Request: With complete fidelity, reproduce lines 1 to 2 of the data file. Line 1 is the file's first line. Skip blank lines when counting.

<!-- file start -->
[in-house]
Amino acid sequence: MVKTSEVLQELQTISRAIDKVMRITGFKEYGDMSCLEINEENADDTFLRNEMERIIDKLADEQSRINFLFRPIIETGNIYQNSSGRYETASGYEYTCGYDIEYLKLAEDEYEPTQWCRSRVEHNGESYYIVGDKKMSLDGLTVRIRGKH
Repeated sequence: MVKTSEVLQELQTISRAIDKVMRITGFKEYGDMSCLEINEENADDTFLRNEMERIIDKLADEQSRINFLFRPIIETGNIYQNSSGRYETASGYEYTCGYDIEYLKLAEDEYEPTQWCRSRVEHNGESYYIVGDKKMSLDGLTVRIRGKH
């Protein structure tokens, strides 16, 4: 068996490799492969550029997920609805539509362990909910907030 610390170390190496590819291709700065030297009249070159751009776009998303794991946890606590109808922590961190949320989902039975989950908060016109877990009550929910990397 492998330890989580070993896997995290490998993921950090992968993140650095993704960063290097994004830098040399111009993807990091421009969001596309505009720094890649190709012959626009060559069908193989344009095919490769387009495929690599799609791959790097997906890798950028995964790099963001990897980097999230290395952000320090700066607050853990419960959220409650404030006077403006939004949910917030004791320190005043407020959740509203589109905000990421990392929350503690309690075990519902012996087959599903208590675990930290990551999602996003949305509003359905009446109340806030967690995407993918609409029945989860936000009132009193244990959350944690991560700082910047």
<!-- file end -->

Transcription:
[in-house]
Amino acid sequence: MVKTSEVLQELQTISRAIDKVMRITGFKEYGDMSCLEINEENADDTFLRNEMERIIDKLADEQSRINFLFRPIIETGNIYQNSSGRYETASGYEYTCGYDIEYLKLAEDEYEPTQWCRSRVEHNGESYYIVGDKKMSLDGLTVRIRGKH